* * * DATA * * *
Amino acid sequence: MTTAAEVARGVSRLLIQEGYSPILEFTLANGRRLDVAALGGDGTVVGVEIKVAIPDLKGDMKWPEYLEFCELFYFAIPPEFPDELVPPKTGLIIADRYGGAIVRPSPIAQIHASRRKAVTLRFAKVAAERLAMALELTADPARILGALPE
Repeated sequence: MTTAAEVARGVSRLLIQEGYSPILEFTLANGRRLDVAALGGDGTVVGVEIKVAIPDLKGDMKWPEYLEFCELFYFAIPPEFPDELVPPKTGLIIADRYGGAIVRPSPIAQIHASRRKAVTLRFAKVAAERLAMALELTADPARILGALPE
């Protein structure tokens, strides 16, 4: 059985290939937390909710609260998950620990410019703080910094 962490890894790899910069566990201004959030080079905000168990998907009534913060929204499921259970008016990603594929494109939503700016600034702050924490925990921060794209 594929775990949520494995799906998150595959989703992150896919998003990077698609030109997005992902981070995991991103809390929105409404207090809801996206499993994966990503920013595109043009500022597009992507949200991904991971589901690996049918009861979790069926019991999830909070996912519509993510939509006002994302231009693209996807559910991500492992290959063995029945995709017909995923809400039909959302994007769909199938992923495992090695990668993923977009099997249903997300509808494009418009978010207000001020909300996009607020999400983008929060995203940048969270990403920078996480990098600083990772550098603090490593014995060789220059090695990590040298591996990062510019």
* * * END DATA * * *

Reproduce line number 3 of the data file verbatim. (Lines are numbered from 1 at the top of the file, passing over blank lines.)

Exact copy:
């Protein structure tokens, strides 16, 4: 059985290939937390909710609260998950620990410019703080910094 962490890894790899910069566990201004959030080079905000168990998907009534913060929204499921259970008016990603594929494109939503700016600034702050924490925990921060794209 594929775990949520494995799906998150595959989703992150896919998003990077698609030109997005992902981070995991991103809390929105409404207090809801996206499993994966990503920013595109043009500022597009992507949200991904991971589901690996049918009861979790069926019991999830909070996912519509993510939509006002994302231009693209996807559910991500492992290959063995029945995709017909995923809400039909959302994007769909199938992923495992090695990668993923977009099997249903997300509808494009418009978010207000001020909300996009607020999400983008929060995203940048969270990403920078996480990098600083990772550098603090490593014995060789220059090695990590040298591996990062510019």